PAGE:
For what its worth, at my last residence I never even locked the front door from 2002-2008, even when I was out of town. I didn't have a key...

Roberta X said...

"Open-minded?" You mean, the way you are about the 'States? You've seen what, a big city or two of this vast, diverse country and you're an expert? Like you're an expert on "1950's America," to which you compare Vetnam? Which one had the political re-education camps? Which one has harsh summary judgement, which you cite as a dee-light? Oh, yeah -- not 1950's America, cradle of, oh, the Mattachine Society and the Daughters of Bilitis. Wanna bet me the Vietnam versions are banned, suppressed and membership rates jail time at best?

Go find some other dull,parochial Yanks to annoy, Ro. Yes, we'll put up with it (as your host country will not) but it simply makes us think even worse of you.

Turk Turon said...

ro:

Each license revocation actually does correspond to a crime, either a minor crime (we call them misdemeanors, in the UK they are known as property crimes) or a major crime (a "felony" here, a "crime against the person" in the UK). The source of the data is the Florida Dept. of Public Safety via their State Police.

You have to read UK and especially Scottish newspapers to learn about what those papers are calling an "epidemic" of stabbings and other violent crimes there.

The U.S. definitely has a homicide problem, no question, but U.S. crime rates for other crimes are very low.

Here's an article from the BBC about this apparent contradiction:

http://news.bbc.co.uk/2/hi/programmes/from_our_own_correspondent/7359513.stm

Quote: "It is a paradox. Along with the guns there is a tranquillity and civility about American life of which most British people can only dream."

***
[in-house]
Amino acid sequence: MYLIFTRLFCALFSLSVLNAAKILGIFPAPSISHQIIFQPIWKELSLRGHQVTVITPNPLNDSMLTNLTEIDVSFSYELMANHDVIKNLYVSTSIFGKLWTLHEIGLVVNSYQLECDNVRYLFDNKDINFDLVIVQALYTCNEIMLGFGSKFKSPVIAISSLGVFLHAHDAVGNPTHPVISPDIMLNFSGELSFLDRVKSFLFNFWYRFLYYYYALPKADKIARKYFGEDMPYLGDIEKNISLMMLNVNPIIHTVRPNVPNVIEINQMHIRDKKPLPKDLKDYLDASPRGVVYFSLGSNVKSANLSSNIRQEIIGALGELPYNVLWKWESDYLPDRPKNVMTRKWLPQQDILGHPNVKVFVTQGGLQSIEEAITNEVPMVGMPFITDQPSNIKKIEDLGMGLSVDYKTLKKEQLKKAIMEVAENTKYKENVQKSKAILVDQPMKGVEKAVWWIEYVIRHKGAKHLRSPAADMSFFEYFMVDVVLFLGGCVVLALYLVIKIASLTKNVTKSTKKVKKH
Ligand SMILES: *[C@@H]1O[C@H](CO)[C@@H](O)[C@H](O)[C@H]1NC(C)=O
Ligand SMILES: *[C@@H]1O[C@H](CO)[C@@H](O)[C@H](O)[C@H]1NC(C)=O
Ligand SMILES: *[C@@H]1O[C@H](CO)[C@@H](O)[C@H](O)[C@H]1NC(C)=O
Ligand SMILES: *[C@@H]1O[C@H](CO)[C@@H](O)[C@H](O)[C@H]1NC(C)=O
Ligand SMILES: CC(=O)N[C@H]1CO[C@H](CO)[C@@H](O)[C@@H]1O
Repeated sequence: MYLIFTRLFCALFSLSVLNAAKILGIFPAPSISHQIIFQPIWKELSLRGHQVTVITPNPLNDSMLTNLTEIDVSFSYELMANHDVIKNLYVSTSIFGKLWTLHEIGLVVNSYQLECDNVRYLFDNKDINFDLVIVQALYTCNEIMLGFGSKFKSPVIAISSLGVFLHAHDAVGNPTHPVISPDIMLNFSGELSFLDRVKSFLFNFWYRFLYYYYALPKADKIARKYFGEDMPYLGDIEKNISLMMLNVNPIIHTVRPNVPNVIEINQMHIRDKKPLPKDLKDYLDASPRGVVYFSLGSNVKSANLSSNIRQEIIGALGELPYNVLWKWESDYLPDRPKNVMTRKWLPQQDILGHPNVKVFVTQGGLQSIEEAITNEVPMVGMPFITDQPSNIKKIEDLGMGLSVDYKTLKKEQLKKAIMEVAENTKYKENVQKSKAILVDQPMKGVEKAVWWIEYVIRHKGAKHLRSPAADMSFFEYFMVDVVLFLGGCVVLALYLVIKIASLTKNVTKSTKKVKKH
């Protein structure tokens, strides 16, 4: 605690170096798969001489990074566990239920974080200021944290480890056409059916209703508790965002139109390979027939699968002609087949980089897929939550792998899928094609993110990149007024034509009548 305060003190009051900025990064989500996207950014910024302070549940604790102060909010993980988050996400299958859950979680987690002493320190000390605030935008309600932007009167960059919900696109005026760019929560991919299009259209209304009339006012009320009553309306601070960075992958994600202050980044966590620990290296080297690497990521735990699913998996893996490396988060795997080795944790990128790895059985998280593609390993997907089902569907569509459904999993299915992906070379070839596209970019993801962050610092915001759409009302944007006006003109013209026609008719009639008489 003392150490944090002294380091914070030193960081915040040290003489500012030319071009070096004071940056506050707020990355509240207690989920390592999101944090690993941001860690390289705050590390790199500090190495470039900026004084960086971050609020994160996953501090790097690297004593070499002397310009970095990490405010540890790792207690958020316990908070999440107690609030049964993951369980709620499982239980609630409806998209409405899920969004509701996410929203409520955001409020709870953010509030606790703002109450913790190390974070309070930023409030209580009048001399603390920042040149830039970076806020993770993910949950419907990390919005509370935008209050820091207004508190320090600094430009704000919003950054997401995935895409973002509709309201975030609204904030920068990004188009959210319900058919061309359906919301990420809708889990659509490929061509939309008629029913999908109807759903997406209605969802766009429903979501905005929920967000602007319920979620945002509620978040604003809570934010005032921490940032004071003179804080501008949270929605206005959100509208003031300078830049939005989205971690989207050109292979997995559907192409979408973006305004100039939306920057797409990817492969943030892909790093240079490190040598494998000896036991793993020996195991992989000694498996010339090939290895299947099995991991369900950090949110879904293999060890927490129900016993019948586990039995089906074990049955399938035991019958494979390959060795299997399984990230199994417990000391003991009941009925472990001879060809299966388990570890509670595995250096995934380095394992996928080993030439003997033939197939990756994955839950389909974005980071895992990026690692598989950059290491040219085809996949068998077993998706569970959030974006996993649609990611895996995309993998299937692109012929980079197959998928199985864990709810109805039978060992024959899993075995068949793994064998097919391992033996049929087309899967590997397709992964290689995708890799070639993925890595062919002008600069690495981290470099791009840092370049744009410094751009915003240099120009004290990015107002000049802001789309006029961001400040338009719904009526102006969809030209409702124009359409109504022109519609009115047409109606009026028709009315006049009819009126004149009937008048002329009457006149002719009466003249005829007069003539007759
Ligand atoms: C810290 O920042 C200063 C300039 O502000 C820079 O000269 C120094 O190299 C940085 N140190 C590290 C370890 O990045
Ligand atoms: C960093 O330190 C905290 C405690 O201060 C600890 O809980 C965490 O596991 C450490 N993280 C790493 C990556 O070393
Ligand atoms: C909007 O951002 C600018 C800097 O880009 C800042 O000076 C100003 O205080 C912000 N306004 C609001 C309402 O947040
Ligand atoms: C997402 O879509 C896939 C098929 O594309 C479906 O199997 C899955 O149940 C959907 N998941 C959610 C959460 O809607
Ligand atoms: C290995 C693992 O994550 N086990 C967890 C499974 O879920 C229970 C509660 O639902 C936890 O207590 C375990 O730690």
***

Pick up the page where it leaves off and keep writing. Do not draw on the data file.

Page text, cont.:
Turk Turon said...

Let's try the BBC link in a more manageable form, shall we?

http://tinyurl.com/6xrnv9

Tam said...

The tiny three-pound 19-yr-old geriatricat inmy lap must be purring up a storm and head-butting my chest because she senses my alienation, my abject despair, my hatred and scorn for the rest of the human race...

I think I'll pet her some more. It will get me in the mood to slaughter some innocents in the food riots that are sure to come...

Roberta X said...

Aww. Sis, that's so sweet!

Turk Turon said...

The angst!

The ennui!

I can't take it no more.

ro said...

Roberta:

Hmmm, I'm thinking that's a 'no' on the blog posts then :-)

No worries. Thanks for the exchange of views. All the best.


Ro.


Tam:

Point taken about 'outside of inner cities'. I missed that. Sorry. Sometimes I should follow my own advice about READING :-)

I've outstayed my welcome here. If you want to continue this conversation, may we return to your blog?


Turk:

Hmmm, logic and facts. That's better, I can deal with those.

Yes, the US does have a homicide problem - usually gun related - which is why its citizens choose to carry guns as a means of self defense. If you'd been following the discussion elsewhere you see I understand this...